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The Skills Matrix

A Tool to See Your Skills and Experience Gaps

Posted on October 3, 2022
A grid composed of 9 squares with nothing in them.

When you get ready to apply for a new position, typically it begins with reviewing your resume or CV to ensure it is up-to-date. But to be truly ready for a job hunt that involves taking the next step up the ladder, you should begin at least a year in advance. Why? No one has every skill or required experience listed in a job description – nor should they. And as a reminder, women typically only apply for jobs where they have 100% or darn close to 100% of the requirements while men will apply holding far less. You should consider a position for which you have between 60% and 70% of the requirements, which may mean you have to build upon your skills and experience to be ready to apply for that next great position.

The key is to understand your personal skill gaps and how they impact your job application. As we all know, the job of the resume or CV is to highlight your skills and accomplishment, but how do you see and recognize the gaps? I have a plan for that! It’s called a skills matrix.

Similar to a resume or CV, I have developed a skills matrix where you catalog your skills, experience, and accomplishments. The difference is you’re going to do so by the type of experience. So, go back to the types of positions you want to pursue as you seek to enhance your career. Make a list of the types of skills and experience required. Look for words such as leadership, organizational skills, communication skills, problem-solving, creativity, or management. You also want to look for more specific skills such as budget management, strategic planning, coding, data analytics, or graphic design.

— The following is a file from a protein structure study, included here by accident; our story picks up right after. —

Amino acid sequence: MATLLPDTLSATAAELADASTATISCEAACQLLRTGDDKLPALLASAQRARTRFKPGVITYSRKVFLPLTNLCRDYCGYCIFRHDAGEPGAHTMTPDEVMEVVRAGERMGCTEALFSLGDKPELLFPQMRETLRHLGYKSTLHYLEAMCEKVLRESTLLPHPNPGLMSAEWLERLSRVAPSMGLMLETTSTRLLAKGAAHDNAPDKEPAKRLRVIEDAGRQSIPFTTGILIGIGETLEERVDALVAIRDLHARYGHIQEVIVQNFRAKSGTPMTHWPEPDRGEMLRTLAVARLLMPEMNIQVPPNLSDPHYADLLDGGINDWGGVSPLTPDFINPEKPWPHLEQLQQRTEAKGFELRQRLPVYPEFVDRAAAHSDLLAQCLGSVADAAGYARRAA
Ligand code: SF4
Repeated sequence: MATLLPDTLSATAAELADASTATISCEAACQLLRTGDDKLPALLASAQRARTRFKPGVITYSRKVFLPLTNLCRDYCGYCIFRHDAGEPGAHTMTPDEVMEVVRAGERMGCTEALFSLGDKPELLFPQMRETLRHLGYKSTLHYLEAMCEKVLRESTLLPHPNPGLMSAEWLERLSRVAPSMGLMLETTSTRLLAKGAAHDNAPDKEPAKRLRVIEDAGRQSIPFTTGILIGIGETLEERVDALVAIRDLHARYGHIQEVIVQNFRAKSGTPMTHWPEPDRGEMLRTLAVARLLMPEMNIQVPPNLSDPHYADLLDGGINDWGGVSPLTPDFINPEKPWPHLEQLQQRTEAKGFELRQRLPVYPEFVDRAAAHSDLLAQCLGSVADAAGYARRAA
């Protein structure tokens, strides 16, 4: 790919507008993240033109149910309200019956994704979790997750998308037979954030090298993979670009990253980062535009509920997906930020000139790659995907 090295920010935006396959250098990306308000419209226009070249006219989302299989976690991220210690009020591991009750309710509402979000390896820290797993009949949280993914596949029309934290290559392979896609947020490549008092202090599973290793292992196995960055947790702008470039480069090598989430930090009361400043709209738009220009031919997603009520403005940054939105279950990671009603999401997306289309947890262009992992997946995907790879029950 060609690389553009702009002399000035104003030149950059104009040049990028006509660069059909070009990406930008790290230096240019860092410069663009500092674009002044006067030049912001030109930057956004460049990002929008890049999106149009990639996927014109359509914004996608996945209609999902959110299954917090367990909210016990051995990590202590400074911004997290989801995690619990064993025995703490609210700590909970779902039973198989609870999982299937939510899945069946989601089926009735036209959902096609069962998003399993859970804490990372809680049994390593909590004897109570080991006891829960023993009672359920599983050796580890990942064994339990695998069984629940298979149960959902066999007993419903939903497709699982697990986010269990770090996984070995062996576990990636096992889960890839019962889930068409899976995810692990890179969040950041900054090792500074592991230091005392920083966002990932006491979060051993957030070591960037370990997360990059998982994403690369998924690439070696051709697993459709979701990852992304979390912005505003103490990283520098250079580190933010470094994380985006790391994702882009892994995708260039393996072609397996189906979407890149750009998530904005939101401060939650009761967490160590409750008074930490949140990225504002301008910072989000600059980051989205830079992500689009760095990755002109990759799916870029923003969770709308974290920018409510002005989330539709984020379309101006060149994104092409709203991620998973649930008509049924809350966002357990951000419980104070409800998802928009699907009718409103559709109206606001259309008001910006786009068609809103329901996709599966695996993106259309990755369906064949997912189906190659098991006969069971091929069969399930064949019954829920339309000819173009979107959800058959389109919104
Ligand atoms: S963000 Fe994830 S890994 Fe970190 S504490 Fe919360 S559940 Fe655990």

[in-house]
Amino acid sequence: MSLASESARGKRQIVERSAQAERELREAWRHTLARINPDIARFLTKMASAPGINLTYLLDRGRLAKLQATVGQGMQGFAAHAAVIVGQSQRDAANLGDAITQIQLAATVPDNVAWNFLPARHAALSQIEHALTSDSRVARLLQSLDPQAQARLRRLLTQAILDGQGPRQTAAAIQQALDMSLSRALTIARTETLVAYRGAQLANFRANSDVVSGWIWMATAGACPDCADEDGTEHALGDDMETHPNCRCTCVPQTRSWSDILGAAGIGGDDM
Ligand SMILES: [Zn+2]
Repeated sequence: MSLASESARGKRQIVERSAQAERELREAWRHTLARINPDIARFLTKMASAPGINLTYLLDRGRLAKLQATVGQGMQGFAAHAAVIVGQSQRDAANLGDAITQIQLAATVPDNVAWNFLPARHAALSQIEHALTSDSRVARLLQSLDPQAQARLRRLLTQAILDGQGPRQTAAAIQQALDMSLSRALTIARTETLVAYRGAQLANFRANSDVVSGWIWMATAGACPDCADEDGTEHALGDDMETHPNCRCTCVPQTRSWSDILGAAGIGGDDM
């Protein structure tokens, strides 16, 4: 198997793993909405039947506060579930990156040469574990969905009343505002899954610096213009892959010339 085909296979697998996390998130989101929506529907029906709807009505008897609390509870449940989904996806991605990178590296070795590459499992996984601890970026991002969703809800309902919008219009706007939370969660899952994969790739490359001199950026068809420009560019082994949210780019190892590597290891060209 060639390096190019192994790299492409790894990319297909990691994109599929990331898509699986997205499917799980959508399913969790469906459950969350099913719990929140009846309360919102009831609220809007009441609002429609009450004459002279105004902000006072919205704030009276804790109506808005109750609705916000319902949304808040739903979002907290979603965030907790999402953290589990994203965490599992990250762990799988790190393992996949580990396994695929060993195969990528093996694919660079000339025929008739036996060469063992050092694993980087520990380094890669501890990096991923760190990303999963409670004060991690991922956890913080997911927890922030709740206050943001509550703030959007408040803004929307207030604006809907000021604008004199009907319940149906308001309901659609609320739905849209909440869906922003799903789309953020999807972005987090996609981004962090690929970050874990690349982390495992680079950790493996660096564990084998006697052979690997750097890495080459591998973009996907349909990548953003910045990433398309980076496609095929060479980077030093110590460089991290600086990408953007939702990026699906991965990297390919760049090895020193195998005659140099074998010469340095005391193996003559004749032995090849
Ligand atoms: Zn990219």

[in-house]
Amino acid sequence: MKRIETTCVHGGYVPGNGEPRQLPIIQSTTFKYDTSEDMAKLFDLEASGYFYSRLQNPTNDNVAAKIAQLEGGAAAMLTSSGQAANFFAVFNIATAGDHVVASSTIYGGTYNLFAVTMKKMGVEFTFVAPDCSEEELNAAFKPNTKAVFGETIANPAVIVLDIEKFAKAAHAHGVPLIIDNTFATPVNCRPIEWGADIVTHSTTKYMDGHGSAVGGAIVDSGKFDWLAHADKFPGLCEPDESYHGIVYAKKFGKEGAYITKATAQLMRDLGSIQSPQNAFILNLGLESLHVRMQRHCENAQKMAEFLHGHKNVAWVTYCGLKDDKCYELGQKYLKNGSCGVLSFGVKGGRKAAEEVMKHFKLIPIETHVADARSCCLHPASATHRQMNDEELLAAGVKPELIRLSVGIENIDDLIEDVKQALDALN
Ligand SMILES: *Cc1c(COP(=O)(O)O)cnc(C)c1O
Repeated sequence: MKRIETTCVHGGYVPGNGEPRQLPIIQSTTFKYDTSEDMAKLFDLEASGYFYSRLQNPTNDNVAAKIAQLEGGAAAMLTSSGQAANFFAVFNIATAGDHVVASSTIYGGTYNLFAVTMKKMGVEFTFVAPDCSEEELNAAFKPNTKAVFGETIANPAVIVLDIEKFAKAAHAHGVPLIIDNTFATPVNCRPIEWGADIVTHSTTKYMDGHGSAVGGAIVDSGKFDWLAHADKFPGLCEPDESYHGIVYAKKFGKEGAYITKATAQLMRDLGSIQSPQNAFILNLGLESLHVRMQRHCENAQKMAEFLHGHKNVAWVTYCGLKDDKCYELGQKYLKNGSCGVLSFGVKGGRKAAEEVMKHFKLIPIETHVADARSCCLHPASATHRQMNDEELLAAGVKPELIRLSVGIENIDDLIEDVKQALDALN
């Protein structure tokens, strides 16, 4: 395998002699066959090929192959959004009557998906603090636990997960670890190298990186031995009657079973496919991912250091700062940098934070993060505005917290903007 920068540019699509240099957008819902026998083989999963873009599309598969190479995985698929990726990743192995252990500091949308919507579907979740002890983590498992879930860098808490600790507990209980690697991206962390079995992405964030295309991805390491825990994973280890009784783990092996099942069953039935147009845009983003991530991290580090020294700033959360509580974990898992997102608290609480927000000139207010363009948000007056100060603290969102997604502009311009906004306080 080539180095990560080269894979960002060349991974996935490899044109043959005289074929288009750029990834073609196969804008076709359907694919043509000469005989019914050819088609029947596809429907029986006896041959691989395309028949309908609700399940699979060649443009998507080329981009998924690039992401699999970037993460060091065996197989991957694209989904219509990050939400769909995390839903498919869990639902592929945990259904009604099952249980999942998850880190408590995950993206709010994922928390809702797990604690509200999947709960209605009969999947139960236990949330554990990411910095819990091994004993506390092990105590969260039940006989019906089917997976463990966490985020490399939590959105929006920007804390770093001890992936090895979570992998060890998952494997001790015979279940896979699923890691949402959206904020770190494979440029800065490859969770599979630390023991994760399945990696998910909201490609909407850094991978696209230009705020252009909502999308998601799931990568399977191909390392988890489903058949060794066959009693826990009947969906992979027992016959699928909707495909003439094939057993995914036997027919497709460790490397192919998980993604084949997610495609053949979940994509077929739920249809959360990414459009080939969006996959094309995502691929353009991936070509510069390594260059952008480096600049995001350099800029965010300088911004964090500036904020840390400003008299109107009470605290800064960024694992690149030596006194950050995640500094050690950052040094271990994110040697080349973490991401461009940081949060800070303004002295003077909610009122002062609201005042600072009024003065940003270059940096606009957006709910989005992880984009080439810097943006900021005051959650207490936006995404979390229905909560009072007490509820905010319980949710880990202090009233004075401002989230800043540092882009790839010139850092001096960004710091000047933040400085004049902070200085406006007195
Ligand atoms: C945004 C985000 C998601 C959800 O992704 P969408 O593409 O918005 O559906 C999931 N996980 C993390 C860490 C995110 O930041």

Once you have the list of experience types and specific skills, add them as column heads to your Matrix, as seen below:

A screen shot of a blank excel file with headers listing communication, management, creativity, etc. across the top.

Next, you want to review your resume and I hope you are using a master resume to catalog everything you have done in your career experience thus far. As a reminder, this is not a resume you would send to anyone. It is for informational purposes only. For each position, you need to write a tailored resume or CV. So, review your master resume for examples by experience and skill type. Add one experience or skill per row in each column until you have listed all of your relevant experience and skills. Be specific, but concise – this does not need to read well, no one needs to see this. It might look something like this:

 Screen shot of an excel sheet with skills and experience outlined in rows under columns such as communication, leadership, creativity.

Note: the blocks in green indicate positions of leadership. 

While you have pulled this information from your resume or CV – a text-based document – the matrix is visual. You can actually see the gaps in your experience and skillsets. In the example above, the person has plenty of leadership experience, but little actual management experience. They also have some leadership experience, but not as much experience showcasing their creativity. The matrix provides a roadmap for you to see your gaps, thus allowing you to build out your experience and skills, so you will be ready for that next career move.

Best of luck,

Anne Converse Willkomm
Associate Dean, Graduate College
Associate Teaching Professor, Dept. of Communication, College of Arts & Sciences
Drexel University
Posted in professional-development-career-tips, leadership-management-skills